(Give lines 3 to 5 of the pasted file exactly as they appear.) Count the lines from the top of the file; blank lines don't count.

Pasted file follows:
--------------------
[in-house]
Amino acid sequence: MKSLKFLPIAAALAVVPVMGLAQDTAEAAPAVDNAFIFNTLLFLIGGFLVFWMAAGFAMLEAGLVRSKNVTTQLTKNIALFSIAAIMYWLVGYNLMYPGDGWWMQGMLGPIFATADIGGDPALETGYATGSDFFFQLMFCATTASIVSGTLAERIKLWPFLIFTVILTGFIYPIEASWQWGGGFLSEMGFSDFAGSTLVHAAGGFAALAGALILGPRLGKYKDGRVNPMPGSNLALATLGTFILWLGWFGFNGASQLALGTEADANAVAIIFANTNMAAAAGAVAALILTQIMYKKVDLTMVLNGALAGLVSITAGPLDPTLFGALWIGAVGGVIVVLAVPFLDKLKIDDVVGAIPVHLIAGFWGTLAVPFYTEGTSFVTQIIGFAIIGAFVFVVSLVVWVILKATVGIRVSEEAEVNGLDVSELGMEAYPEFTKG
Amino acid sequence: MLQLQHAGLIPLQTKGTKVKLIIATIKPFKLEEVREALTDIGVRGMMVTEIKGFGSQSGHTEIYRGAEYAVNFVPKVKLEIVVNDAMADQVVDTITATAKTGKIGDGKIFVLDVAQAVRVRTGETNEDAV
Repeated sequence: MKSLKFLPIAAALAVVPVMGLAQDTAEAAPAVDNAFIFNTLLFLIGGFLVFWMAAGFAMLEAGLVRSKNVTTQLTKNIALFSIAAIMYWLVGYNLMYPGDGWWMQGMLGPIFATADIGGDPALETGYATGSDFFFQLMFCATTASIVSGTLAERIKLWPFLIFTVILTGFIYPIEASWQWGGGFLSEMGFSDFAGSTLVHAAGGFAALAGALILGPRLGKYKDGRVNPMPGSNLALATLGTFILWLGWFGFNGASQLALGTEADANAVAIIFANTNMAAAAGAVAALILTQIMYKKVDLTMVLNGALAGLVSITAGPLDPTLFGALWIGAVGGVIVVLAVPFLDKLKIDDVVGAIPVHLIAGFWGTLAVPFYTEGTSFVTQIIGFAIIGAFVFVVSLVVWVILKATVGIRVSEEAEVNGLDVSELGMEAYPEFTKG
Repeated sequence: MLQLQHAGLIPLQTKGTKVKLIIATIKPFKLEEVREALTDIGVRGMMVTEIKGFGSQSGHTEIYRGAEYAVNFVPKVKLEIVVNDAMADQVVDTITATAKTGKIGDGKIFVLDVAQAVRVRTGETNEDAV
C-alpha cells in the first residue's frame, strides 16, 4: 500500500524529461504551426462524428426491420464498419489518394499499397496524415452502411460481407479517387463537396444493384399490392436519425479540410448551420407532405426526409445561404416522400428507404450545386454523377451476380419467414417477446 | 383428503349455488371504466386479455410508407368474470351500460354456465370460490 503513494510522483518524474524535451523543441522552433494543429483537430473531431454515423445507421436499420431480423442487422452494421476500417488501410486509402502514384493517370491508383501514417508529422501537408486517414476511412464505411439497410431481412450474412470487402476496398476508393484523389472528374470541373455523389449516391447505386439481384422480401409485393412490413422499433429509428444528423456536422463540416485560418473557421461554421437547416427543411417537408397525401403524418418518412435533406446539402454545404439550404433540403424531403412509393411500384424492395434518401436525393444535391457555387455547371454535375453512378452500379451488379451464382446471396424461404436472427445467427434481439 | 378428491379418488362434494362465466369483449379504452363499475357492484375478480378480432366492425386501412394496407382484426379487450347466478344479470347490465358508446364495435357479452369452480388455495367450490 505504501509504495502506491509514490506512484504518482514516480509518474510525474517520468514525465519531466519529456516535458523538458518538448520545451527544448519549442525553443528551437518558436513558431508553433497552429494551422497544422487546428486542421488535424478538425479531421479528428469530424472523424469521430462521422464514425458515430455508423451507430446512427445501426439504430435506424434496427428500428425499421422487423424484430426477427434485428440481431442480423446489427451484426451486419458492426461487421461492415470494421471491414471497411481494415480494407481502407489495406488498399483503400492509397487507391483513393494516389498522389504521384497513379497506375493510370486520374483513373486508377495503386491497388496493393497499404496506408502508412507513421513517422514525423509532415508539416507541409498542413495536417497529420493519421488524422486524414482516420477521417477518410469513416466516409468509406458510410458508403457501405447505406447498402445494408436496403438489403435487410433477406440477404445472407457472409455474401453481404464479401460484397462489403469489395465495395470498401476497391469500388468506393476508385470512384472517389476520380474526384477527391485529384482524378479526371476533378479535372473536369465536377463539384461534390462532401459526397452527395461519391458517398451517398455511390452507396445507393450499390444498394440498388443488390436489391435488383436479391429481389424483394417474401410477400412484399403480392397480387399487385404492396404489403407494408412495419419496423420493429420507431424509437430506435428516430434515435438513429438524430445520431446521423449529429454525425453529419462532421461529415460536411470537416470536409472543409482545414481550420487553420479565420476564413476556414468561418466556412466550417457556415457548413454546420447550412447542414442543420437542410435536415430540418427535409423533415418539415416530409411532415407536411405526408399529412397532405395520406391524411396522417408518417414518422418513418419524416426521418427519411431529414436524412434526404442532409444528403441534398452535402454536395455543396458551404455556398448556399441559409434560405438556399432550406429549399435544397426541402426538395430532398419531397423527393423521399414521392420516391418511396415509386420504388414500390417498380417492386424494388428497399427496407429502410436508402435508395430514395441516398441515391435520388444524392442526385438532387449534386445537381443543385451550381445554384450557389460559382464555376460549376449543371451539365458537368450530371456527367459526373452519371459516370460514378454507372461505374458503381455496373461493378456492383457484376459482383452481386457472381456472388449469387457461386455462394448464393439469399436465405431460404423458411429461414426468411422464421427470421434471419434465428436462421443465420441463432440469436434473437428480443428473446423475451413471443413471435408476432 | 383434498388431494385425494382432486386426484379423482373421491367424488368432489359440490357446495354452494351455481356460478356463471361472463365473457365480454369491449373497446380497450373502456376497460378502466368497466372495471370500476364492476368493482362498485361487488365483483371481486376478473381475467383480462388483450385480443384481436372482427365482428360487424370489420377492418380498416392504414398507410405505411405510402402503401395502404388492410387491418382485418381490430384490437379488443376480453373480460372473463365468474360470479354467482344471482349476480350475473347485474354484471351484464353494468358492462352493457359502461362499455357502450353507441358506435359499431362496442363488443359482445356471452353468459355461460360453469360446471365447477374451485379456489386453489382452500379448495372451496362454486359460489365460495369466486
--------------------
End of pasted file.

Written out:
Amino acid sequence: MLQLQHAGLIPLQTKGTKVKLIIATIKPFKLEEVREALTDIGVRGMMVTEIKGFGSQSGHTEIYRGAEYAVNFVPKVKLEIVVNDAMADQVVDTITATAKTGKIGDGKIFVLDVAQAVRVRTGETNEDAV
Repeated sequence: MKSLKFLPIAAALAVVPVMGLAQDTAEAAPAVDNAFIFNTLLFLIGGFLVFWMAAGFAMLEAGLVRSKNVTTQLTKNIALFSIAAIMYWLVGYNLMYPGDGWWMQGMLGPIFATADIGGDPALETGYATGSDFFFQLMFCATTASIVSGTLAERIKLWPFLIFTVILTGFIYPIEASWQWGGGFLSEMGFSDFAGSTLVHAAGGFAALAGALILGPRLGKYKDGRVNPMPGSNLALATLGTFILWLGWFGFNGASQLALGTEADANAVAIIFANTNMAAAAGAVAALILTQIMYKKVDLTMVLNGALAGLVSITAGPLDPTLFGALWIGAVGGVIVVLAVPFLDKLKIDDVVGAIPVHLIAGFWGTLAVPFYTEGTSFVTQIIGFAIIGAFVFVVSLVVWVILKATVGIRVSEEAEVNGLDVSELGMEAYPEFTKG
Repeated sequence: MLQLQHAGLIPLQTKGTKVKLIIATIKPFKLEEVREALTDIGVRGMMVTEIKGFGSQSGHTEIYRGAEYAVNFVPKVKLEIVVNDAMADQVVDTITATAKTGKIGDGKIFVLDVAQAVRVRTGETNEDAV